Things that totally ruin the suspension of disbelief in a movie

Okay, I just wanted to get out a few of my movie pet peeves that really ruin a particular scene or whatever. Hopefully I can come up with two, but I’m mainly focusing on things that really make you think, “Oh please…”

I just finished watching Ghostbusters. This was a time when smoking cigarettes in movies was still okay. It was even a FAMILY film! But I digress. Dan Aykroyd smokes a cigarette on several occasions and I can’t help but notice he’s not a real smoker! He doesn’t take a drag. It just seems like someone trying to smoke a cigarette to look cool. He looks like a teenager trying his first cigarette! I HATE it when actors do it! Either learn how to smoke a cigarette (probably not advisable) or don’t do it at all!

Which reminds me in operation Swordfish. It was a one-off scene, granted, but there’s a point where Hally Berry shows up to Hugh Jackman’s trailer and finds him shooting golf balls off his roof. In a macho, sort-of-way, we are supposed to see how cool she is when she knocks it way up in the air: a perfect shot. Now, I’m no golf expert, but I’ve seen enough to know her swing was god-awful. It just makes me think…Oh, please!

Next thing: Beeping COMPUTERS! Can you imagine how annoying it would be if your computer made a sound everytime you downloaded something? Or pushed a button? Microsoft seems to think that was cool, when they put that stupid click in IE 6, but oh god, is it awful. Secondly, knowing a good bit about computers is a bad thing too. What about in EVERY single movie.

“All we have is this security camera footage.”
“Okay, well let’s blow it up to get the number on the license plate”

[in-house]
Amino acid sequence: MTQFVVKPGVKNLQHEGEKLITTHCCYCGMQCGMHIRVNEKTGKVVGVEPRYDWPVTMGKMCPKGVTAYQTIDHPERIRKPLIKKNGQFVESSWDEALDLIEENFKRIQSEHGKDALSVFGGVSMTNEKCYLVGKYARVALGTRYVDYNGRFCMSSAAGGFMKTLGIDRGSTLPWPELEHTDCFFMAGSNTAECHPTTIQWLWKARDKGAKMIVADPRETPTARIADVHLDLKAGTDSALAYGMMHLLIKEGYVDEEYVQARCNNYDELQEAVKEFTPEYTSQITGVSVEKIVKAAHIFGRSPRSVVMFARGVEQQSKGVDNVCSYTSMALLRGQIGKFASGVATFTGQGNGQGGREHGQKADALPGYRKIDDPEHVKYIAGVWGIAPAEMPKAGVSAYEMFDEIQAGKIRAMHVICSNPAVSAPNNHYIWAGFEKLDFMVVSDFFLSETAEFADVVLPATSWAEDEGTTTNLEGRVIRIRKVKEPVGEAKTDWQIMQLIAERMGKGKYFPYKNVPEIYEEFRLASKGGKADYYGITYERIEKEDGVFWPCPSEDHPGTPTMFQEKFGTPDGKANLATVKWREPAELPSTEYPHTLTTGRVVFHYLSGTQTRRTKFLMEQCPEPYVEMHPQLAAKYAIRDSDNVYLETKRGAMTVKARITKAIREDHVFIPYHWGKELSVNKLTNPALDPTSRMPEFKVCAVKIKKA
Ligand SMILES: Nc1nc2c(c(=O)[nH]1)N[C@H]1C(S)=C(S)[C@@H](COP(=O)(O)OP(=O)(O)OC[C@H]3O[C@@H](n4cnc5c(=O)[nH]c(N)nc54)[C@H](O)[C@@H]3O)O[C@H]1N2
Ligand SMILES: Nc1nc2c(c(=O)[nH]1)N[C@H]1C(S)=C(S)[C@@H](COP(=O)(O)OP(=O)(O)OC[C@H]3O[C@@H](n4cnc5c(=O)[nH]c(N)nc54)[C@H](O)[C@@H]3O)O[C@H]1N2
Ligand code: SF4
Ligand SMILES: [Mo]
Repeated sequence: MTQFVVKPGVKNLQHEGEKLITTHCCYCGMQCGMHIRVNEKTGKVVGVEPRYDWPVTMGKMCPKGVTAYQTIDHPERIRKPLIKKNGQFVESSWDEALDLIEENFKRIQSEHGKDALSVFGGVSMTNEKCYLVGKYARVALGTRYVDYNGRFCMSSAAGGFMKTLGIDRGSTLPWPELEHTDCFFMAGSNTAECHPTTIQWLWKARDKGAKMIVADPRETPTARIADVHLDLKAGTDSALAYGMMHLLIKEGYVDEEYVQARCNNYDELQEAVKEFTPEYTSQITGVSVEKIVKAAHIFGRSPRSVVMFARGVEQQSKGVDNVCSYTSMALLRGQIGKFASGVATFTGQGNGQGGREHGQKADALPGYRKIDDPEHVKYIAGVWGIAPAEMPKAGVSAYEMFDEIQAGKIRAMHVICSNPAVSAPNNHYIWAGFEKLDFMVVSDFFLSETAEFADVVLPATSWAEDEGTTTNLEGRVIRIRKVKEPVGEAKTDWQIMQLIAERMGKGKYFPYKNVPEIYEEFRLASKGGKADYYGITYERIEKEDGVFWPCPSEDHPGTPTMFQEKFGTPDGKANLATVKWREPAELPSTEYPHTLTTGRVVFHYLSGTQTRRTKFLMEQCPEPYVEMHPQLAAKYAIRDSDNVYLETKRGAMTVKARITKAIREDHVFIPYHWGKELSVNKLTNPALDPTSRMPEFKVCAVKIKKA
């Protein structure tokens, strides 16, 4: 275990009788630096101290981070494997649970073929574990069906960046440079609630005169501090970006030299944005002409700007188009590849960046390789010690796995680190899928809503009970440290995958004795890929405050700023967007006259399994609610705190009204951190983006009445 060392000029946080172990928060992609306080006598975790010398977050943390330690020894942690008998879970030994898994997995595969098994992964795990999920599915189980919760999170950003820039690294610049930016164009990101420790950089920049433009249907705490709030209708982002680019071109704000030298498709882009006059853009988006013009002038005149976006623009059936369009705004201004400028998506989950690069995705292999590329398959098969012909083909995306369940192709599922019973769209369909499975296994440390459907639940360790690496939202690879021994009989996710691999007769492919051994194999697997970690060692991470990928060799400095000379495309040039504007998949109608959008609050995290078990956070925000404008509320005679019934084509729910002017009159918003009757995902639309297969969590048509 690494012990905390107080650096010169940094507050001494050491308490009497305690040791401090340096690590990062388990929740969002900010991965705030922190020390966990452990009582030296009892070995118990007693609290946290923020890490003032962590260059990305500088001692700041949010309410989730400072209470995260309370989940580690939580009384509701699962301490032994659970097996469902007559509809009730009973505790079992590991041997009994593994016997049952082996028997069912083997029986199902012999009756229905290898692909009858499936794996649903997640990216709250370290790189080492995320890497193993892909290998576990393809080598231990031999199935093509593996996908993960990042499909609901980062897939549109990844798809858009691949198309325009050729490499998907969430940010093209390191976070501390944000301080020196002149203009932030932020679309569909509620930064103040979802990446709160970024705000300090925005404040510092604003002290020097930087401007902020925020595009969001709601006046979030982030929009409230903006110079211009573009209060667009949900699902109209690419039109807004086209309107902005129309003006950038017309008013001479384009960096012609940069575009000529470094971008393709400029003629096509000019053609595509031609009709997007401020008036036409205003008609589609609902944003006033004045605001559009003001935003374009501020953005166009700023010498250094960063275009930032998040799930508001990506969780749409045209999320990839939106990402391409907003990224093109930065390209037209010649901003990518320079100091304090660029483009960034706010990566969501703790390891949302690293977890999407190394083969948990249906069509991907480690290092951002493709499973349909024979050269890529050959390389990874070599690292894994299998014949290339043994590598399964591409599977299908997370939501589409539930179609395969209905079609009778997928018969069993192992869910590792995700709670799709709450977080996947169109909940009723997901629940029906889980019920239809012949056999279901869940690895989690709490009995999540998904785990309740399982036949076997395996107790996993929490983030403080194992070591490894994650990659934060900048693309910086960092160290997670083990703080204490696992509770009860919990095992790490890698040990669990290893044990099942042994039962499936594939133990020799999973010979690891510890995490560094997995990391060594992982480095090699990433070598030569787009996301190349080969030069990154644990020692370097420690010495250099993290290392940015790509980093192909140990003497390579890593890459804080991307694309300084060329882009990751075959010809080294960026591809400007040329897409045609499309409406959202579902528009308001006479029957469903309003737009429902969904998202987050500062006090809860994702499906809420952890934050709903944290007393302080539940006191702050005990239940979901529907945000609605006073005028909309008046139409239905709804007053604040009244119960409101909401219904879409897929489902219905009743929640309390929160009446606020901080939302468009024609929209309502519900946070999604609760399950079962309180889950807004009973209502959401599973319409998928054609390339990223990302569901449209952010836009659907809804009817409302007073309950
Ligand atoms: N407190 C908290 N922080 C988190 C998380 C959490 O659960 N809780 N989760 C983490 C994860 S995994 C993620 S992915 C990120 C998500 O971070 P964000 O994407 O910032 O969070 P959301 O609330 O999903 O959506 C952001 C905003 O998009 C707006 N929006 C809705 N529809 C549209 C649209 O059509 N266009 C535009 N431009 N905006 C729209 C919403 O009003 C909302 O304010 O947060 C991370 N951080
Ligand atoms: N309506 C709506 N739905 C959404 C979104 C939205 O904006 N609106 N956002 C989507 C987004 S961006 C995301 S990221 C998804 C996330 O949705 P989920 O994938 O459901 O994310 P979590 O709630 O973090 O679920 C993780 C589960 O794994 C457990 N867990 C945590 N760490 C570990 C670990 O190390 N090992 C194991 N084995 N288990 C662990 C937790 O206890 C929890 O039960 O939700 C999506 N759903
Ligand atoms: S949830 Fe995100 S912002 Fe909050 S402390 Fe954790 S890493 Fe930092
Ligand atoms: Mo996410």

Then you see some square appear on the area which is to be the boundary of the blown up image…It shows up, as blurry as it should be.

“Enhancing the image”

Then you get a high-rez image that couldn’t be taken from the original image! That data simply isn’t there!

What about Office Space? Their computer scenes when he uploads the virus seem okay. But when he tries to turn it off, it shows a DOS prompt! It’s obviously a Mac from the screens!

Finally, bad X accents. It is usually most noticable when it is your regional accent. Why the hell can’t people get a good Southern accent? They go to some dialect coach in Hollywood who teaches them the South Carolina antebellum plantation accent.

Jeffrey Wigand’s attorney in the Insider (the guy who played that motorcycle guy in Animal House) has a bit of a problem with that. I feel that the only good ones are the exception.

The good ones I can see? Well, I’ve heard from most brits that Brad Pitt in Snatch did a good one. But Brad Pitt is a good actor, so it’s not surprising.

Mathew McConaughey in a time to kill did an okay job. Although I couldn’t understand why everyone was sweating in that film. It’s hot in MS, but we have AC. Finally all three of the protagonists in Oh Brother Where Art thou did a great job. Clooney’s character was from Kentucky, so I’ll take his word that it was well researched. But the other two from Mississippi were good, especially John Tuturo.

If I can think of more, please tell me. But I think actors need to spend a bit more time with these things that yank you right out of the film.